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Authors: Karolyn Cairns

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BOOK: The Ghost Who Loved Me
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   The loneliness James always felt was pervasive these days, marking the passage of yet another century. He always wondered why he could never just drift past that one day of all without recognizing its true significance. He was quick to learn the reason.

It was his death day, much like a birthday, but far more important.

James knew that one special day every year gave him great additional powers to move about the castle. At the very stroke of midnight on All Hallow’s Eve, for just six hours before dawn, he was of the flesh.

James used such valuable time to his advantage to investigate the castle for some clue to how he died, but more importantly, who killed him and why. Any ghost in his right mind would have wanted to eat, to drink, and to spend the night in a beautiful woman’s arms.

Not him, he knew those six hours to be precious and used them wisely, searching the castle and the grounds ruthlessly to find some form of escape. He learned nothing of value during those hours he poured over the many books in the library.

Some things he discovered on his own.

James couldn’t enter the east tower room or venture below into the catacombs. Some unseen force kept him out. It was an invisible wall that kept him from entering either area. It gave him cause to think there was something in both places he wasn’t allowed to see. He could only assume it the work of the curse.

James knew without a doubt he never left that east tower room alive. Isabelle, or whoever was in her company, took his life when he arrived back home.

Whoever fathered Isabelle’s son the year after his death and assumed his title and property was a despicable imposter. The man who dared to call himself the Duke of Westerleigh from that day on took all he would ever have.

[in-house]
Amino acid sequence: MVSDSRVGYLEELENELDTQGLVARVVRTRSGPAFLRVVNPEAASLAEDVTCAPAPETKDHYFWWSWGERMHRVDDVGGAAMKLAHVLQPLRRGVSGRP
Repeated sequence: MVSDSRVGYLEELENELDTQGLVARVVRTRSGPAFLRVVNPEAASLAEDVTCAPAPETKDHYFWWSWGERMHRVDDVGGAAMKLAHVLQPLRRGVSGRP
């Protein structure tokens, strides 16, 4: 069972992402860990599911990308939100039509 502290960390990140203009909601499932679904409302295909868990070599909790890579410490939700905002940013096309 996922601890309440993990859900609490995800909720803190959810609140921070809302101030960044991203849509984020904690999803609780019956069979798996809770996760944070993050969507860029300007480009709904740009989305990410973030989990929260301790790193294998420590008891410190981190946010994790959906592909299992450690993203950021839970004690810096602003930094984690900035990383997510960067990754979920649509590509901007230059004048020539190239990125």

The recorded history within the library told him nothing when leafing through the aged volumes on the shelves. The man who was from then on Lord Westerleigh died in 1564, just eighteen years later, siring two sons and three daughters. He died of a fever that spread through the village and soon invaded the castle.

Records were scant on his former wife. He was led to assume Isabelle died of old age here years later when all of her children left to make their lives elsewhere. He prayed her death was a painful one when he thought of how she must have plotted this all when she was sent from court.

James surmised his duplicitous wife had a lover before he married her. Isabelle saw a way for them to be together by getting rid of her unwanted husband.

How she could have pulled such off under Henry Tudor’s nose or all the other nobles who were his peers was a mystery he had yet to discover. The only thing he knew for certain, the king was ill when he left court.

Henry Tudor would die three months later, leaving his young son Edward heir to the throne.  That explained why the Duke of Westerleigh was never held to task for not returning to London.

The fact the other men in his acquaintance never came looking for him was never explained. This imposter stayed close to Westerleigh those eighteen years.

No portrait of the man was ever commissioned either, giving James no means to identify the thief who stole his life. Isabelle was careful of that. The only portraits in the gallery were those of her and her children.  

Nothing explained to him how the imposter managed to hide all from the servants, villagers, and Father Creaton.

And what of his own personal retainers?

Those loyal men who fought in battle bravely beside him were another matter. How could they have stood by and done nothing? Sir Edmund Sheffield would have cut down any man or woman that dared to kill his lord or so one would think.